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6.10 Hemorrhoids (Piles)


Presentation

Patients with external hemorrhoids generally complain of a painful purple lump covered with anal skin. It may have been precipitated by straining during defecation, heavy lifting, or pregnancy, but in most cases there was no definite preceding event. The external hemorrhoidal swelling is caused by thrombosis of the vein and is very tender to palpation and usually does not bleed unless there is erosion of the overlying skin.

Patients with internal hemorrhoids usually seek help because of painless (or nearly painless) bright red bleeding at the time of defecation. Patients usually notice intermittant spotting on toilet tissue or episodic streaking of stool with blood. A prolapsed internal hemorrhoid appears as a protrusion of painless, moist red mass covered with rectal mucose at the anal verge. Prolapsed internal hemorrhoids may become strangulated and thrombosed, and thus painful. Itching is not a common symptom of hemorrhoids

What to do:

What not to do:

Discussion

The pathogenesis of hemorrhoids is multifactorial. Predisposing factors include heredity, portal hypertension, straining to defecate, and pregnancy. Internal hemorrhoids are classified into four groups. First-degree internal hemorrhoids do not protrude, cannot be palpated by digital examination, and require anoscopy for diagnosis. Second-degree hemorrhoids protrude with defecation, but reduce spontaneously. Third-degree hemorrhoids protrude and require manual reduction. Fourth-degree hemorrhoids are irreducibly prolapsed. Elastic banding techniques can be 80-90% curative for second, third and fourth degree internal hemorrhoids, but can increase prolapse of first-degree hemorrhoids. Patients with bleeding diatheses, prolapse or both internal and external hemorrhoids are best treated by surgical resection. The diagnosis of "hemorrhoids" may cover a variety of minor ailments of the anus, which may or may not be related to the hemorrhoidal veins. The ED approach consists of ruling out immediately life-threatening problems, and then providing the patient with symptomatic relief and appropriate referral.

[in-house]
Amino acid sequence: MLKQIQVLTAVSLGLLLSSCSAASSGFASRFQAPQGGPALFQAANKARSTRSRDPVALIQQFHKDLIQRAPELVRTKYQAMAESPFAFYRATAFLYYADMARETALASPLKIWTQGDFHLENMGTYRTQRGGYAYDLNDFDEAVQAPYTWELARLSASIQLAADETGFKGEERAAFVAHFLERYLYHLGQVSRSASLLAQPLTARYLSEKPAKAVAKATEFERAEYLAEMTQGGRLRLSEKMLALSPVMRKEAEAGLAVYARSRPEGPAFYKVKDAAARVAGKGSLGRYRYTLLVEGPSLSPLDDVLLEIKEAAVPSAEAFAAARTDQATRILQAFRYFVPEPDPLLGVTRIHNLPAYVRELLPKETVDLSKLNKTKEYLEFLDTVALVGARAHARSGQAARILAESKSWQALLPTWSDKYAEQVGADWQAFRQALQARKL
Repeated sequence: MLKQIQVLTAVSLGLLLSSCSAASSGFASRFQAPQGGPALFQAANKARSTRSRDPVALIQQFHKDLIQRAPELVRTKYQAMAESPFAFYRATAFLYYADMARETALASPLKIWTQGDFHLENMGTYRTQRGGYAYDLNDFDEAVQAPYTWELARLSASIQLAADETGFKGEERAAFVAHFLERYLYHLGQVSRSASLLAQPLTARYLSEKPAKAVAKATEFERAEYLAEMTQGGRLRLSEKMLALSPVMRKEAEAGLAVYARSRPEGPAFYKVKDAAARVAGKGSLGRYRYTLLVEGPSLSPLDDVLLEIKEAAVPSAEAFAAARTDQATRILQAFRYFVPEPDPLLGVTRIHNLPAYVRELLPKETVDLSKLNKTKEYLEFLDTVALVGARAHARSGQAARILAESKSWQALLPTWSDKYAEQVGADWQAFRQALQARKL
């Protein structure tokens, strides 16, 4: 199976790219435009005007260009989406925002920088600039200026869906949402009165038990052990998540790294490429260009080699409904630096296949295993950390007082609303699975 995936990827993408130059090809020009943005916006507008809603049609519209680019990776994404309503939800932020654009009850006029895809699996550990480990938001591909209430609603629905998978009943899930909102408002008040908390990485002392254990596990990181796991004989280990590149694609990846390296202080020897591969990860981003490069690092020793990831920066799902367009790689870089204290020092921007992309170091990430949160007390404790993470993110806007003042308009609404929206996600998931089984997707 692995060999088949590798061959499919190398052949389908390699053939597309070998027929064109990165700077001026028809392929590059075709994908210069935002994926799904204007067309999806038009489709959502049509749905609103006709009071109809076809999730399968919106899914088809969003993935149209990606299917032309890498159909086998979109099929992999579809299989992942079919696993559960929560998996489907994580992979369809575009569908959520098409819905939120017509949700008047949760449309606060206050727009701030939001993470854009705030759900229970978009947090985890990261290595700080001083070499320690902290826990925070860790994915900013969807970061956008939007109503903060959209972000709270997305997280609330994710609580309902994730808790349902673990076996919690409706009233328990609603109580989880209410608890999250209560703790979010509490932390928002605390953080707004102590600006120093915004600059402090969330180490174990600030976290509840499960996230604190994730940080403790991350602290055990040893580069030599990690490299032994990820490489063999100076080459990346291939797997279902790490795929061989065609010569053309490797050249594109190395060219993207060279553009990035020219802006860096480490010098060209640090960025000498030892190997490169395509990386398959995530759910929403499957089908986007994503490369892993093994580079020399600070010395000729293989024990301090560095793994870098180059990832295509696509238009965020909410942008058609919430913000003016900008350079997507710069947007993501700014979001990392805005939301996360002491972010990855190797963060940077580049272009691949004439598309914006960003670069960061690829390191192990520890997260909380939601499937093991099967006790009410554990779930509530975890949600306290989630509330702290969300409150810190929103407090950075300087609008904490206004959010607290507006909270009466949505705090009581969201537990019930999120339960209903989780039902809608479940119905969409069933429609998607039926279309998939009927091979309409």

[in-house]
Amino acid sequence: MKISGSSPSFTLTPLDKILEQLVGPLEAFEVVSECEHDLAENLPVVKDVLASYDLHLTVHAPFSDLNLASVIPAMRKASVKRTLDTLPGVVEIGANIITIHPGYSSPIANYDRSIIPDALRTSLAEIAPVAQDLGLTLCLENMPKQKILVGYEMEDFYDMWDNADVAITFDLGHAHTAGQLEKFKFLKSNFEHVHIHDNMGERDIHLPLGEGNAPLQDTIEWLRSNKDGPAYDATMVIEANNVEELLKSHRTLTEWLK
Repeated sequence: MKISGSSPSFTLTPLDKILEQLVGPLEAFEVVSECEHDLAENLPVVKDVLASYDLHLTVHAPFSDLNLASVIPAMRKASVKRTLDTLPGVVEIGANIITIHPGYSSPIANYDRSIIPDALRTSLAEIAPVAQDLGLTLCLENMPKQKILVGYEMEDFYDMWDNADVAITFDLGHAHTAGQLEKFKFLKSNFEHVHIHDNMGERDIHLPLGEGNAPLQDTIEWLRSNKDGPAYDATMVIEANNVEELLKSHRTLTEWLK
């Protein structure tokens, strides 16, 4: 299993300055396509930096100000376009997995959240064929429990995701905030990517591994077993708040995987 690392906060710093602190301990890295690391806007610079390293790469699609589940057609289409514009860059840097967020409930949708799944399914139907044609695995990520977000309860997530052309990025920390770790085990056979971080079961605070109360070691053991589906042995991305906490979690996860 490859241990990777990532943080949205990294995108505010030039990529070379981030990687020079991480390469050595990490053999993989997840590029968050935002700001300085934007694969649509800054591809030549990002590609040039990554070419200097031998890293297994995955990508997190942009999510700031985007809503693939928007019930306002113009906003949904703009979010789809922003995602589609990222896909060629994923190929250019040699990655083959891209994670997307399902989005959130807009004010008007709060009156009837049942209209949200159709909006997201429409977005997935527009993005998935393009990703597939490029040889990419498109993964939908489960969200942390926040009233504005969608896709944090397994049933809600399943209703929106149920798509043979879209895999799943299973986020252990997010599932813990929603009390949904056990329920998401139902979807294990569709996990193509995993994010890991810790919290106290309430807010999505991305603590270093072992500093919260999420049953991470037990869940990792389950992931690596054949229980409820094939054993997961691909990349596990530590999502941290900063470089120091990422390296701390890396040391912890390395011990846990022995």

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from Buttaravoli & Stair: COMMON SIMPLE EMERGENCIES
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Craig Feied, MD
Mark Smith, MD
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